Tuesday, August 16, 2011

Brevity


I received an email from the company I use for my infodesign.com.au mailing list. It provides a good example of some of the things to think about in customer communications. I'll start with the original email, unedited other than removal of the company's name.

***

Dear Gerry Gaffney,



You are receiving this email because you have chosen to prepay for [company name], and your prepay balance is running low.

Please be advised that if your account balance is less than the actual amount due for any invoice, your account will automatically be switched to a monthly payment plan and you will be billed at standard monthly rates.

To check your balance on account, login to your account today  and select "My Account".

To add funds to your balance on account, choose the "Add Funds to My Account" option available from the "My Account" screen.

We appreciate your prompt attention to this matter. Be assured that we are working hard to make your use of [company name] as enjoyable and productive as possible. As always, thank you for your business.

Best Regards,

***

A first pass is to delete unnecessary text. For example, expressions like “please be advised” are, at best, useless and at worst a source of confusion and ambiguity.

This leave us with the following:

***

Dear Gerry Gaffney,

Your prepay balance is running low.

If your account balance is less than the amount due, your account will automatically be switched to a monthly payment plan and you will be billed at standard monthly rates.

To check your balance, login  and select "My Account".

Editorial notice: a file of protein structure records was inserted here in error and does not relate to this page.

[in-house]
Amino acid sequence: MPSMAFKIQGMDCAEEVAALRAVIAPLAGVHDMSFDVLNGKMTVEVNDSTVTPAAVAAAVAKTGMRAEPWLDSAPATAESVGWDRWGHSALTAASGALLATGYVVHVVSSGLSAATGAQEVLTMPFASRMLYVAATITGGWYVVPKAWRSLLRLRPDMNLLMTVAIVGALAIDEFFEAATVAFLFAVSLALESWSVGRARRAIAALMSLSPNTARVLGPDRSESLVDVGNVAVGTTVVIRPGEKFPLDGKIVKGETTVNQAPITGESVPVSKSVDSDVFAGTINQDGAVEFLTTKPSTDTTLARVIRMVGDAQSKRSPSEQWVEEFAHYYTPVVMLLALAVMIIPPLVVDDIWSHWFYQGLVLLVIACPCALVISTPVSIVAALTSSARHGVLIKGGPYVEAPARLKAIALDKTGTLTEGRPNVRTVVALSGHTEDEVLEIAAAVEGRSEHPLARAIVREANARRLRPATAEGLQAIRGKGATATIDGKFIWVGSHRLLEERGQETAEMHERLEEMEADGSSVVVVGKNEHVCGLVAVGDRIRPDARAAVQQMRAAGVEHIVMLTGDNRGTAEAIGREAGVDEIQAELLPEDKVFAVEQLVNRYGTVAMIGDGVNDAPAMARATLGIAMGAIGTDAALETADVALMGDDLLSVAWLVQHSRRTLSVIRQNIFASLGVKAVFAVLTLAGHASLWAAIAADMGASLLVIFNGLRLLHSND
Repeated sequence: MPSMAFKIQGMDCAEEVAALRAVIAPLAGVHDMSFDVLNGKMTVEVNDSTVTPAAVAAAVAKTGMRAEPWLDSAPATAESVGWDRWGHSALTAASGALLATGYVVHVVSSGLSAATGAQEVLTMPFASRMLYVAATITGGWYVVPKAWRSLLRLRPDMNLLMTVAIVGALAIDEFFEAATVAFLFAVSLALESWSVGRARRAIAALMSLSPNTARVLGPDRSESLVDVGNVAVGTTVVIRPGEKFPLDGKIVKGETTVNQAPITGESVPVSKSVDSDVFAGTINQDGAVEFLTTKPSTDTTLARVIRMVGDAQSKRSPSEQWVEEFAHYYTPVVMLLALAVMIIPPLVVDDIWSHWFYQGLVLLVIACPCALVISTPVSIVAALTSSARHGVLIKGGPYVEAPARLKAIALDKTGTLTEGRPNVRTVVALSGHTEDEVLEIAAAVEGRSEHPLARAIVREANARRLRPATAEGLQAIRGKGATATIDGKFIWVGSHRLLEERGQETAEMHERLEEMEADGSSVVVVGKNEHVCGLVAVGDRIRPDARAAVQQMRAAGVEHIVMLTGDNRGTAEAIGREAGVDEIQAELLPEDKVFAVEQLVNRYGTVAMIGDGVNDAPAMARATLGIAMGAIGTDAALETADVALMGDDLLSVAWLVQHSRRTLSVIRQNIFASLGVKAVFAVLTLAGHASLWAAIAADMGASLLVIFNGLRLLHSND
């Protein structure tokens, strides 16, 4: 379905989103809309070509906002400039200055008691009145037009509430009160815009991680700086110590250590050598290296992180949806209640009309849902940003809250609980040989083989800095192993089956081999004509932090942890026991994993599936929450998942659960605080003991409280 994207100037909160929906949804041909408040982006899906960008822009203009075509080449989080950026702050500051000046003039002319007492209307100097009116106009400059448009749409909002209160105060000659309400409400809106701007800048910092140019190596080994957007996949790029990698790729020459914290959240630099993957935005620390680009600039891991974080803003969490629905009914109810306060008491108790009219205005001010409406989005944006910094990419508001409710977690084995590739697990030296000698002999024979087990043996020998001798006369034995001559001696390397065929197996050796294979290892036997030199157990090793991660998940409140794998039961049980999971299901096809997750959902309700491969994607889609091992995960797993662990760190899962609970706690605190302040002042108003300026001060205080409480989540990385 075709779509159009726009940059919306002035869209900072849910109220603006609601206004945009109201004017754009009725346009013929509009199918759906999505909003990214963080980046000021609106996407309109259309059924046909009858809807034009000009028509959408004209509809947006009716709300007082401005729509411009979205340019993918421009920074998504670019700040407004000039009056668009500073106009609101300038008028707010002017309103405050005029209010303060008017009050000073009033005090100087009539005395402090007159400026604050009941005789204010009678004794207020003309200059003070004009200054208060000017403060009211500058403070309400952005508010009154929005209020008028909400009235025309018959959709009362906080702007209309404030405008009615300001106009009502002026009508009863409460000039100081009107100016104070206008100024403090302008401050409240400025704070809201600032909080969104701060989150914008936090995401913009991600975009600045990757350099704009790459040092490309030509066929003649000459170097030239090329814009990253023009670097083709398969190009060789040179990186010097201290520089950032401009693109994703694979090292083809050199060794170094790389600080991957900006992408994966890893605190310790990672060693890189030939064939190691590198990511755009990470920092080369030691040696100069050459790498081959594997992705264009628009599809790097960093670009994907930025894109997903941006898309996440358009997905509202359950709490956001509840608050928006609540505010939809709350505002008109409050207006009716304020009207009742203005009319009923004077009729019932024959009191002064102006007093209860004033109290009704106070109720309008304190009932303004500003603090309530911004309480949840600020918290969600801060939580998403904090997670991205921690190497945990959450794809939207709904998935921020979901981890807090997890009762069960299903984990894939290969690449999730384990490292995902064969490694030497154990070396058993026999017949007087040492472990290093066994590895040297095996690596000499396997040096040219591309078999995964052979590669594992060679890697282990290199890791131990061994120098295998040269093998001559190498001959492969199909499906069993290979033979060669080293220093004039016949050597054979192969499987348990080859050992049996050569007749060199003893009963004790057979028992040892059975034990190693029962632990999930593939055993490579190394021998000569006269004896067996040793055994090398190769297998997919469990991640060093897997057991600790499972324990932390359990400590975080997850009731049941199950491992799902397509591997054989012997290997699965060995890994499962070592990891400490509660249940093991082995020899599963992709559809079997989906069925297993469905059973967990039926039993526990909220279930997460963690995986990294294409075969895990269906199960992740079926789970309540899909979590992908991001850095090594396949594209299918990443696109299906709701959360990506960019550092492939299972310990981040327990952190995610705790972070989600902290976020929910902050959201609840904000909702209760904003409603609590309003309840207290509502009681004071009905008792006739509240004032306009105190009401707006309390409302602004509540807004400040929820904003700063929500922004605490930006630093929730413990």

To add funds, choose the "Add Funds to My Account" option available from the "My Account" screen.

As always, thank you for your business.

Best Regards,

***

This is better, but the key paragraph explaining why I've received the email is unclear. What the email is trying to tell me is that if I don't take action, I'll be switched to a more expensive rate, but it hasn't stated that explicitly.

In addition, the advice to log in and then navigate somewhere is problematic, since once I've followed the link I'm likely to have forgotten where I'm supposed to go next. It would be much better to give me a direct link (which I should reach after providing the appropriate credentials).

Further, there should be no need to both check my balance and top up my account; if the destination Accounts page is well designed, my balance will be clearly displayed while I'm logged on.

So a further refinement leads us to:

***

Dear Gerry Gaffney,

Your prepaid balance is running low. To avoid being switched to more expensive monthly charging, please log in to top up your balance.

As always, thank you for your business.

Best Regards,

***

This verges on being too short, and there's an argument for having more information of a marketing or explanatory nature. This could some immediately before (or instead of) the “thank you” sentence.

By ensuring that the opening paragraph is brief, instructive and actionable, companies can maintain the option of providing further information, while still catering to the needs of the busy customer who just needs to jump into the required action (in this case, topping up the account balance).

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